Like I said, we are lucky.

My heart goes out to the people in Irene’s path who lost loved ones, homes, and businesses and are still dealing with the wrath of extreme winds and rain. I also feel for those with incinerated homes from Texas’ wildfires and all who have to rebuild after natural disasters. By comparison, a week without utilities is a breeze.

Many thanks for the kind thoughts posted by blogging buddies during my absence. I plan to re-establish the Gardening Oops (GOOPs) meme on October 1.

To my hydrangea and buddleia, thanks for the foliage, the blooms, and the pleasure of watching your visits from buzzing bees and flitting butterflies. And, finally, Good-night, Irene.

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No GOOPs for now

Yesterday, September 1, would have been Gardening Oops – GOOPs – Day at joene’s garden but with power coming from a generator, no cable, no phone, and no Internet September’s GOOPs could not happen. I’m writing this post from my son’s house … his power returned last night.

I don’t expect our power to return until late Tuesday, Sept. 6. Hoping Internet will return at the same time.

Does it matter whether Irene was a hurricane or tropical storm when she hit southern Connecticut? Not to me. She packed a punch regardless of what she was. See you again when Irene’s punch heals.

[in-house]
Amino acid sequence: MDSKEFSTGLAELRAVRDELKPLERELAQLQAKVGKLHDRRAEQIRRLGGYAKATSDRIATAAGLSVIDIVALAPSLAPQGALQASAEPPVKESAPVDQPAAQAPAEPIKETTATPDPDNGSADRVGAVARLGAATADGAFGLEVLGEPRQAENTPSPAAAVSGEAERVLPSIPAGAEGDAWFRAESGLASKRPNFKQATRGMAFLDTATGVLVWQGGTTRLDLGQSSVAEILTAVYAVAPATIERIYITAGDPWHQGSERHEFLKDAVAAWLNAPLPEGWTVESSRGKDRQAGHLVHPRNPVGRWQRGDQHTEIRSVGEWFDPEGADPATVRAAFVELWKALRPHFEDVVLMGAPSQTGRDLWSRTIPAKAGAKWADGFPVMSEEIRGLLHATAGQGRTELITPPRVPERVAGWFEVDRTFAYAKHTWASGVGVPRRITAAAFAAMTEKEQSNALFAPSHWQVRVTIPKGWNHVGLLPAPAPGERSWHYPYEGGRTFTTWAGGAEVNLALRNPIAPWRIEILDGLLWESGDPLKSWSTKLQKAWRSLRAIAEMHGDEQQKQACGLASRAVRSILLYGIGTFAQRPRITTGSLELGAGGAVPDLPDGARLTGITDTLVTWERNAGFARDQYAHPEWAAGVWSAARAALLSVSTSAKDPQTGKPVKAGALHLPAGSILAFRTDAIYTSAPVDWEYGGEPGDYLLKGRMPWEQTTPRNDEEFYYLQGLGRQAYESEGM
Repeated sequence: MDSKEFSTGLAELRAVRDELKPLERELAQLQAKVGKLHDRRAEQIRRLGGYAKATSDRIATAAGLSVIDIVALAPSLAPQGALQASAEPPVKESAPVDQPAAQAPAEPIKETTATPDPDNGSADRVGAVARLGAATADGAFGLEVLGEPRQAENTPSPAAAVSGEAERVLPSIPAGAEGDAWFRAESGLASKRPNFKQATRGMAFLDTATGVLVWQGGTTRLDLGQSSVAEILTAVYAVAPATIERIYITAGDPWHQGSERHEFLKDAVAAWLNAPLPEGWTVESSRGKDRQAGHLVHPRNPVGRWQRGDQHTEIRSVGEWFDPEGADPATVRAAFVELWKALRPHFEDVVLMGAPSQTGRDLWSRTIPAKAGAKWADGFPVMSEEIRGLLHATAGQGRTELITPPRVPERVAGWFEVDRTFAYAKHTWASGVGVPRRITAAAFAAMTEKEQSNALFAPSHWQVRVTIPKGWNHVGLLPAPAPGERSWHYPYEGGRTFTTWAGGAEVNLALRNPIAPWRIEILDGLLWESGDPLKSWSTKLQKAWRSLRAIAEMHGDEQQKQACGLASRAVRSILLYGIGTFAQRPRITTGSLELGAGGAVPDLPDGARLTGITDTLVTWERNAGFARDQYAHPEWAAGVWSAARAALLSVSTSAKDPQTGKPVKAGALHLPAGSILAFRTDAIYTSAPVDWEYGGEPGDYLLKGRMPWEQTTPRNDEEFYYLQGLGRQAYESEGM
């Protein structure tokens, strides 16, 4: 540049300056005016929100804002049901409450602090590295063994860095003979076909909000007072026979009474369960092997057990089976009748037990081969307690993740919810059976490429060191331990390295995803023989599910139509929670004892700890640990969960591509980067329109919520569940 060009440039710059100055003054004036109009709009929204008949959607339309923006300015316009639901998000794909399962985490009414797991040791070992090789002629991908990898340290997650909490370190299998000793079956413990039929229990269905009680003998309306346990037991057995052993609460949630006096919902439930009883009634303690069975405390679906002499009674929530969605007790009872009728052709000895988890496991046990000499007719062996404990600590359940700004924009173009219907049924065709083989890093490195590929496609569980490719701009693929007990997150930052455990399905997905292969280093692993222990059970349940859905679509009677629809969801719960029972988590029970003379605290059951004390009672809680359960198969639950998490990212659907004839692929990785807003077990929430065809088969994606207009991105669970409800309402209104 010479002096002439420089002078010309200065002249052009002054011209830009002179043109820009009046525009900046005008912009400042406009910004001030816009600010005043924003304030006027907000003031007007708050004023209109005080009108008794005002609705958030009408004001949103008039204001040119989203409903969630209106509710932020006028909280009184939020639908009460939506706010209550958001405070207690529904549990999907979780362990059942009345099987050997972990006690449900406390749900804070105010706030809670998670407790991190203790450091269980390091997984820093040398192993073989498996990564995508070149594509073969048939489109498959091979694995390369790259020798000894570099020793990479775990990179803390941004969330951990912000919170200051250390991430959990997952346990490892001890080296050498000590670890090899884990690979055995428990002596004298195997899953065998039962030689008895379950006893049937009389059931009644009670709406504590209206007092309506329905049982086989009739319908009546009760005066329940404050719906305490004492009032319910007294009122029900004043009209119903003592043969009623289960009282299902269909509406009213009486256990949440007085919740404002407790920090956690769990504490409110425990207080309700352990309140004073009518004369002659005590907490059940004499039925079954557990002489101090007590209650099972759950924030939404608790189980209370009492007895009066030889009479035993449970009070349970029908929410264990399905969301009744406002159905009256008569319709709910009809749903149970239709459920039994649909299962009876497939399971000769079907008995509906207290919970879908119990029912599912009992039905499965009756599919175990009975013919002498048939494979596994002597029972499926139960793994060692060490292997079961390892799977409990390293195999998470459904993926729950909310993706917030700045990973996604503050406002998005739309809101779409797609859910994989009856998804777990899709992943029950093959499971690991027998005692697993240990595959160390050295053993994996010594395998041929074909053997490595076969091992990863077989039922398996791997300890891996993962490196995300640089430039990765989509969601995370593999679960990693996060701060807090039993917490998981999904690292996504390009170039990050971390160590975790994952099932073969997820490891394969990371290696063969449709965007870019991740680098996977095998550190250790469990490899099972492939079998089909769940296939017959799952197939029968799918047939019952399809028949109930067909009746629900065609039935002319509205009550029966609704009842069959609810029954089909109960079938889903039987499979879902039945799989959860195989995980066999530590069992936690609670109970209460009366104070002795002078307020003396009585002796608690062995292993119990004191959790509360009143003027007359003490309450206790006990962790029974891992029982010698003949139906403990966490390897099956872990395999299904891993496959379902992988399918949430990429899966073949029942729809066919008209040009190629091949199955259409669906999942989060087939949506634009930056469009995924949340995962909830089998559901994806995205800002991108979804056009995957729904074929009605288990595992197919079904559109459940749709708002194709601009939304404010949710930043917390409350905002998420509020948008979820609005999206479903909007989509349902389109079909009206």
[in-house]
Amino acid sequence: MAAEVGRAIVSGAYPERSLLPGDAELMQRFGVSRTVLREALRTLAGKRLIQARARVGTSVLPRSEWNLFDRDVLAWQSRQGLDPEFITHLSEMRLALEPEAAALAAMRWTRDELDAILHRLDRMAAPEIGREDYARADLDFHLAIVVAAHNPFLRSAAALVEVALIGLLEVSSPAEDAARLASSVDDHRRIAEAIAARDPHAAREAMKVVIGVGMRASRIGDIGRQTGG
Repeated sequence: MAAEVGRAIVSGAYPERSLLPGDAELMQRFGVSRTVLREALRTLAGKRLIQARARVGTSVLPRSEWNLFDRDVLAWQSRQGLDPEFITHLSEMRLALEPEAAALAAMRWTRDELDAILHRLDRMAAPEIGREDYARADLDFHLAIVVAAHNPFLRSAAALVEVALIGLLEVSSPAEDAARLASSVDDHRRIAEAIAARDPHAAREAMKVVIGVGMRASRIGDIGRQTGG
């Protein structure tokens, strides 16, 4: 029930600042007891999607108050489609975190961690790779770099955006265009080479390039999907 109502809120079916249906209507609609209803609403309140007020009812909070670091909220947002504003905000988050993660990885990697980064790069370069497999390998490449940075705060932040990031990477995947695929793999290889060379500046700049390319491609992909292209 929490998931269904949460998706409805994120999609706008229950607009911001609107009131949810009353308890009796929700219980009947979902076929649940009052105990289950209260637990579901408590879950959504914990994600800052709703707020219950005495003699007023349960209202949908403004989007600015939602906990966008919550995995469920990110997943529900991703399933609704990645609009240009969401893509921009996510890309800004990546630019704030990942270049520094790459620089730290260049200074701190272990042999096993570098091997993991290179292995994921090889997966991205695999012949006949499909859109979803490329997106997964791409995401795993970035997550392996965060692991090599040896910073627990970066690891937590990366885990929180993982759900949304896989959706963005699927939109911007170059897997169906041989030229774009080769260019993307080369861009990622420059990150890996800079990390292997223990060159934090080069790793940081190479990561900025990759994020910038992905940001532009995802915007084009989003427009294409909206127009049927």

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Hurricane prep

All predictions have hurricane Irene hitting Connecticut sometime after midnight Saturday. The past few days have been filled with preparations of one sort or another. Of course, we stored away outdoor furniture, wind chimes, the gas grill, and garden ornamentation that would blow in high winds, tools, and the many potted plants around the house. Some plants went into the garage, some went under the deck, and some came inside. We moved the biggest potted plants against a retaining wall and hope this will give them some protection or at least keep them from blowing around. It’s hard to predict what winds up to 75 mph will do to such things.

I harvested as many veggies as possible. Many will get eaten during the next few days. The hot peppers, however, had to be canned. And since I had so many green tomatoes I canned green tomato relish.  The cucumbers I bought at a farm stand on Wednesday had to become pickles and relish. I was not going to let the fantastic basil growing in the gardens get battered by hurricane winds …half of it is now pesto, some went to a neighbor, and some is sitting in a vase in water waiting for me to get to it another day. The ton of peaches picked during Wednesday’s farm visit are now sliced and stored in the freezer.


All the hydrangeas are cut and resting safely in vases all around the house and other blossoms are cut and in water. I figure I’ll want something to do to keep my mind off the wind and rain expected to stay with us for most of tomorrow. What better activity than arranging bouquets of flowers from the garden?

Irene is acting much like a previous hurricane – Gloria – that hit CT in 1985. We lost power for six days. Irene is following the same track, but is larger and expected to stay for a longer visit. We have a generator, but if you don’t see any posts from me for the next week, blame Irene. Living in the woods, hurricane force winds, driving rains and electrical wires don’t always get along well.